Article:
The Old Man: This is a replica of the famous Hong Kong bar (see below), complete with the amazing Ernest Hemingway mosaic made from second-hand building materials. A cooler brass plate that runs the length of the T-shaped counter keeps your drinks cold and prevents your ice from melting. The communal table encourages exchanges between strangers.
The Old Man: Modern cocktail bar and homage to Ernest Hemingway, plus one of the ‘it’ bars of Asia. Cocktails assembled with unusual ingredients and featuring in-house distillates. Try the ‘Torrents of Spring’, a creation remembering 1926. It’s a revelation.
Coa: This agave bar is probably the best outside Mexico, and the varieties on offer are staggering. The owner, Jay Khan, is an absolute legend and twice (and current) Hong Kong bartender of the year. Very well advised to make a booking.
Quinary: A bar focusing on the art of mixology, entertaining your senses and perceptions in cocktails. We are not just talking different aromatics, flavours and textures, but even music plays its part. Great spot to experiment with all your senses.
8 ½: Otto E Mezzo Bombana is the only Italian restaurant outside of Italy that has been awarded three Michelin stars, and features a fabulous drinks list and, of course, Umberto Bombana’s amazing food. This is not a place for a quick drink; make a night of it.
Charles H: In honour of Charles H. Baker, this prohibition-era speakeasy and luxurious cocktail bar, inside the Four Seasons Hotel on the lower ground floor, is a wonderful, quiet place to have a drink, away from the hustle and bustle upstairs. I adore their refreshing ‘Ms Frida’ cocktail with blanco tequila, lavender, grapefruit, bergamot and tonic.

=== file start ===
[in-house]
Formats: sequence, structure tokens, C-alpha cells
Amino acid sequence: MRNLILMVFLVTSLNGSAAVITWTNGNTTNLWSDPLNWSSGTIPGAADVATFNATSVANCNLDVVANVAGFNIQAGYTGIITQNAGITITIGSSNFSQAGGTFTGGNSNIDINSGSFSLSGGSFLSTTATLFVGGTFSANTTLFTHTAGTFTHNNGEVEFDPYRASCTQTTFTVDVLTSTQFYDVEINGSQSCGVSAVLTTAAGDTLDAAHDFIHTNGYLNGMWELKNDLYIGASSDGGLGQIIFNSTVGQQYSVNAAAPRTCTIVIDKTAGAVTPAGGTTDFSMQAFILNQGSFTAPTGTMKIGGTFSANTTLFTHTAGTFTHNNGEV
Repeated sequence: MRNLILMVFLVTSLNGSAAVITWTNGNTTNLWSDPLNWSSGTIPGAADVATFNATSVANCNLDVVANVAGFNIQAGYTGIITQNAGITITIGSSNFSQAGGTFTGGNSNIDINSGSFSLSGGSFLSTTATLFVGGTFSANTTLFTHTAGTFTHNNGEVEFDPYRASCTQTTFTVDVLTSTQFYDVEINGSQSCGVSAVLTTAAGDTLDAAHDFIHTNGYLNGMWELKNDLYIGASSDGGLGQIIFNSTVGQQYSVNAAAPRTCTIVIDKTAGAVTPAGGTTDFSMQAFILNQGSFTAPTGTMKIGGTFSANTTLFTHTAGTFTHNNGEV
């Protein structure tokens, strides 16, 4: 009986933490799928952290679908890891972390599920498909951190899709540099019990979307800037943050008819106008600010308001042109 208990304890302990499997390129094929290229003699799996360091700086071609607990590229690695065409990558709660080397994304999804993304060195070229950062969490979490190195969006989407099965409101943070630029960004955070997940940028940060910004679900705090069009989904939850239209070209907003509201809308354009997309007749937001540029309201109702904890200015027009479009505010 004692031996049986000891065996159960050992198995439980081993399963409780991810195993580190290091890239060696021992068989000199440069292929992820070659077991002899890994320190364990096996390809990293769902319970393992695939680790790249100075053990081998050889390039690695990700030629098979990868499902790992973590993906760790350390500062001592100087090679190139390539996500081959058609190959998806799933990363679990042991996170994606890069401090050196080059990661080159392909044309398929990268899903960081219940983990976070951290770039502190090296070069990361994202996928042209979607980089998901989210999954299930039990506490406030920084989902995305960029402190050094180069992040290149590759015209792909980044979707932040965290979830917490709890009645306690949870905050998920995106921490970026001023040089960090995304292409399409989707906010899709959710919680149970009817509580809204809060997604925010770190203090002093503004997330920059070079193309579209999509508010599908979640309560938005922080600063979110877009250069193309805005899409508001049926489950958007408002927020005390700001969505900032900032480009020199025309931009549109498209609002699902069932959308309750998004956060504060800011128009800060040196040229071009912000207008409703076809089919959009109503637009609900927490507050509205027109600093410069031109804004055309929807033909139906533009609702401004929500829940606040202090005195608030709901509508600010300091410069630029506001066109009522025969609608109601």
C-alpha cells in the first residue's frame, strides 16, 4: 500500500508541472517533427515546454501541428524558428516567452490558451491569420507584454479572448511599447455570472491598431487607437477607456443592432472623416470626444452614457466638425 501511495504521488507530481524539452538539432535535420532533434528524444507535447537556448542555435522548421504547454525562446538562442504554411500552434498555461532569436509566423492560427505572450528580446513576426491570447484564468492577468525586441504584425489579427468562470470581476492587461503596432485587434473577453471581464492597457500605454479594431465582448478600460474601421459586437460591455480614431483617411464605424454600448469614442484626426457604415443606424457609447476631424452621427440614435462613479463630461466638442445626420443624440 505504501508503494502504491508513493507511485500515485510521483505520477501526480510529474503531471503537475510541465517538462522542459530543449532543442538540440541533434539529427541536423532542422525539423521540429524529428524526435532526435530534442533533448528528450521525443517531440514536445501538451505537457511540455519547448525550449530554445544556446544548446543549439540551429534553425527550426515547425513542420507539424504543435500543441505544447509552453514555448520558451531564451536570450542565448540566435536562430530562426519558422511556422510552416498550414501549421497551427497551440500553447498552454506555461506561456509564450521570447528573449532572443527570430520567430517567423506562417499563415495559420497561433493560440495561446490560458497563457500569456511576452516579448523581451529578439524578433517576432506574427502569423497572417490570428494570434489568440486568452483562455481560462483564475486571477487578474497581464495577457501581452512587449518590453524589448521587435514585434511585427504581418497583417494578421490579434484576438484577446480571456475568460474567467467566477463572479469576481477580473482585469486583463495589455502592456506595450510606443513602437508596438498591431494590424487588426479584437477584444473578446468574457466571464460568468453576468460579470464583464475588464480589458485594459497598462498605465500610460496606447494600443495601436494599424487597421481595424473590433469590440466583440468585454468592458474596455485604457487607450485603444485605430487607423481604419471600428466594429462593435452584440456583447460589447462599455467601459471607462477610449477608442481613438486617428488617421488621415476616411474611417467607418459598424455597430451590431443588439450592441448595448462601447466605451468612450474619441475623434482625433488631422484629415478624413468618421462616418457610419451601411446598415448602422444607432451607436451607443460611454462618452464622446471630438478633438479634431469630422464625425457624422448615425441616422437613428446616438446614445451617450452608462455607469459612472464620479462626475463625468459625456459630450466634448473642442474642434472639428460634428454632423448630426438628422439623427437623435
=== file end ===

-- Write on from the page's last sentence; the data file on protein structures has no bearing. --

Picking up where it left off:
Le Chamber: Accessible through a downstairs library, touch the secret book and the wall swings open to reveal the space. Lots of great spirits here, but I suggest you try the Chamber Mule to start your evening. Drinks are inspired by flavours from around the world; enjoy them with live music.
PS 150 – A well-kept secret by the many expats living in this city. Situated near China Town, it excels in superb cocktails and some great bar snacks. I suggest you arrive early, as by 11pm it’s so packed that there isn't even standing room. Interestingly, even when totally full, it never appears too noisy.
The Bamboo Bar: Located in the Mandarin Oriental, this place has been going since 1953 and is a real institution. A club-like cocktail bar with a great selection of spirits and cocktails, and featuring live jazz. Relax, immerse and enjoy.
Backstage Cocktail Bar: Part of the theatre-themed Playhaus Hotel, the cocktail bar follows the same vibe. It’s intimate and Neung, the owner, has been the winner of the World Class award for Thailand, and is the current Bacardi Legacy global winner. Try the C&Y cocktail.
Find The Locker Room: A real speakeasy-styled cocktail bar, purposely hard to find, from the same team as Backstage. It’s situated in a narrow, un-named passageway off the busy Soi Thonglor. Look for an alcove lined with storage lockers. There’s the main bar downstairs (only 25 seats) and the Rémy bar upstairs (8 seats). Every cocktail is offered in a ‘Classic’, a ‘Present’ and a ‘Future’ version, and I suggest selecting one then trying all three versions.
Vesper: A Mayfair, London-inspired art-heavy cocktail bar, serving classic cocktails inspired by well-known pieces of art – for example, Andy Warhol’s Campbell’s Soup Cans. It might not make you an artist, but it will inspire you.